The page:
Harvest Like a Pro

Make the most of these summer garden favorites with expert tips for harvesting, storing and preserving.

| September/October 2017

  • When harvesting, the smallest versions of fully ripe fruits and vegetables tend to be the tastiest and most nutritious.
    Photo by iStock/bluecinema
  • Smoked chilies will give foods a rich flavor.
    Photo by iStock/SandraMatic
  • Dry tomatoes for a well-preserved addition to soups and stews.
    Photo by iStock/msk.nina
  • Squash blossoms are delicious stuffed and sauteed.
    Photo by iStock/scisettialfio
  • Salting eggplant and letting it rest for about 30 minutes helps draw out bitterness.
    Photo by iStock/Olha_Afanasieva
  • Serve eggplant chutney in sandwiches, alongside meats and curries, or on a cheese plate.
    Photo by iStock/Jeffoto

There’s nothing like growing and preserving our own produce to remind us that supermarket convenience isn’t all it’s cracked up to be. And after we’ve toiled all spring and summer to grow some of our own groceries, it’s a shame not to make use of it all. Unfortunately, much of the summer harvest comes on all at once, and it can be a challenge to deal with.

Check garden plants at least every other day in peak summer to see what needs to be harvested, keeping in mind that the smallest versions of fully ripe fruits and vegetables tend to be the tastiest and most nutritious. Once you bring the bounty inside, choose whichever method of storage and preservation seems most time-efficient for you. If you harvest produce on a Saturday morning, you may have time to try smoking your own chipotles or making pickles and chutney. If it’s a busy weeknight, however, you may be better off popping that produce in the freezer. And of course, enjoy as many juicy, ripe, fresh-from-the-garden, peak-nutrition gems as possible — while you still can!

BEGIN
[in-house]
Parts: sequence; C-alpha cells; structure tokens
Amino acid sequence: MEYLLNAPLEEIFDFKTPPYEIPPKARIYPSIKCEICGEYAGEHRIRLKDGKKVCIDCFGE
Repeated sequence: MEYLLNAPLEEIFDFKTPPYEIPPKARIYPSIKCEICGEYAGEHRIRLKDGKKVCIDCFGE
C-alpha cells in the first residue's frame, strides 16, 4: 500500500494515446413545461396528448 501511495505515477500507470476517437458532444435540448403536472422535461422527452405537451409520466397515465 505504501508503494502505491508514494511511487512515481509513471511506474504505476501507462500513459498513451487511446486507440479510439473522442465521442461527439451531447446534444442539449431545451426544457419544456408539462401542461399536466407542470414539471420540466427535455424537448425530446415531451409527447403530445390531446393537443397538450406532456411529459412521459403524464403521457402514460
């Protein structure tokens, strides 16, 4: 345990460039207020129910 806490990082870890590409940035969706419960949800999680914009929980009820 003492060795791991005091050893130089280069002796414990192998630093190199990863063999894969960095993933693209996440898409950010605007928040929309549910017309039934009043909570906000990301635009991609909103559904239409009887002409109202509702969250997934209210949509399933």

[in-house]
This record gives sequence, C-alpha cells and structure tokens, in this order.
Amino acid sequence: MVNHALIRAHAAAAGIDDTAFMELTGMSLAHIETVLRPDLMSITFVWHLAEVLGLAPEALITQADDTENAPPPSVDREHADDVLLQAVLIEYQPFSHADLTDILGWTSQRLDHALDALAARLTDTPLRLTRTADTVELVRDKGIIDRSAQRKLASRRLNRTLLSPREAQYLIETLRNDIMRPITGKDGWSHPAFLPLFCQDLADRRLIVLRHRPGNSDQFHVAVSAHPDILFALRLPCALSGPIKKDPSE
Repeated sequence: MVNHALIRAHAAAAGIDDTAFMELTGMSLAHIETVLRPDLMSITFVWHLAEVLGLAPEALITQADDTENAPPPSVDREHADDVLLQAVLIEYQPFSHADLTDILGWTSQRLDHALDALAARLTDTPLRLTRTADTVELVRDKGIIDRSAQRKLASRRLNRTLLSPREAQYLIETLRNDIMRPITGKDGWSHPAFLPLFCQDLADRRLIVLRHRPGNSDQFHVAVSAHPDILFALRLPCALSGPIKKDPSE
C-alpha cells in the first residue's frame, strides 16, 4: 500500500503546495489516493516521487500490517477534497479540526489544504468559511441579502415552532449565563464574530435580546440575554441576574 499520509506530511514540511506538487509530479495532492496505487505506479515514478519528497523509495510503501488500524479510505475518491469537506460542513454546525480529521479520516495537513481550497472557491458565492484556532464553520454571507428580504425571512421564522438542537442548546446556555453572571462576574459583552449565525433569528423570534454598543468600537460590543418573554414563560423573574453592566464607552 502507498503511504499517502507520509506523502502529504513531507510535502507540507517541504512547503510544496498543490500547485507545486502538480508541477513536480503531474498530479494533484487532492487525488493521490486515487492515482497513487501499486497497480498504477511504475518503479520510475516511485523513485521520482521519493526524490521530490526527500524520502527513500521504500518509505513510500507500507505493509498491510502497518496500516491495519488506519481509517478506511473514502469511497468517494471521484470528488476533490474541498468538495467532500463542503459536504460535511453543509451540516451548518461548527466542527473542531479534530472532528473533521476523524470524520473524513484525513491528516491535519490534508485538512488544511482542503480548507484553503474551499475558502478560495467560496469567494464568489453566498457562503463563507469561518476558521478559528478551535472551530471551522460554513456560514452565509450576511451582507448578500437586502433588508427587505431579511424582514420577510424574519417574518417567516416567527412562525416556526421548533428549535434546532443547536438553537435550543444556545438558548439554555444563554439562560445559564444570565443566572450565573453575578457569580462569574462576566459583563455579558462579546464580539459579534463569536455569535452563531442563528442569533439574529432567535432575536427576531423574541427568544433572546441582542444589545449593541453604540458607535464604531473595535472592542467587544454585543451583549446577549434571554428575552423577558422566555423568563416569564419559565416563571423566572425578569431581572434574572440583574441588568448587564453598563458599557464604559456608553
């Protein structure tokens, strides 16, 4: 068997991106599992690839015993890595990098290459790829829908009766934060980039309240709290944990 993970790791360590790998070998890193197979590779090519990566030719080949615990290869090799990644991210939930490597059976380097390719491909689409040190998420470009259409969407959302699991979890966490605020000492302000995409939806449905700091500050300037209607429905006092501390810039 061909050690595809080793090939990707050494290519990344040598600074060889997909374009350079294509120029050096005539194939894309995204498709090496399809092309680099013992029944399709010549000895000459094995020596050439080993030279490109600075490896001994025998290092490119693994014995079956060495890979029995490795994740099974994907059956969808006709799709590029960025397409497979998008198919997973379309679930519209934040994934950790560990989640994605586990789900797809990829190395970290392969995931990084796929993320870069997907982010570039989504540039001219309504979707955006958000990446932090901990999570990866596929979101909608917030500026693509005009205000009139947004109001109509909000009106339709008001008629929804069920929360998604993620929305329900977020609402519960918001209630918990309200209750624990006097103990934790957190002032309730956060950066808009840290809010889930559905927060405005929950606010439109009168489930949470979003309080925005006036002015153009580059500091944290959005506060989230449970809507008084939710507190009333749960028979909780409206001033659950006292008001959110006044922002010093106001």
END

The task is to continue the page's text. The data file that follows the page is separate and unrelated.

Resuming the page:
Cucumbers

Harvest: Cucumbers can be picked as gherkins when small, or kept on the vine longer for salads and pickling. Search the plants for cucumbers hiding under the foliage, and pick the fruits by twisting them from the plant or snipping them off with scissors.

Store: Cucumbers keep well at room temperature for three days or so. They can also be kept in a perforated bag in the crisper for about a week.



Preserve: Make pickles! Try easy refrigerator pickles (find a recipe at motherearthliving.com/refrigerator-pickles), canned vinegar pickles or home-fermented brine pickles.

Try Something Different: Roasted Cukes






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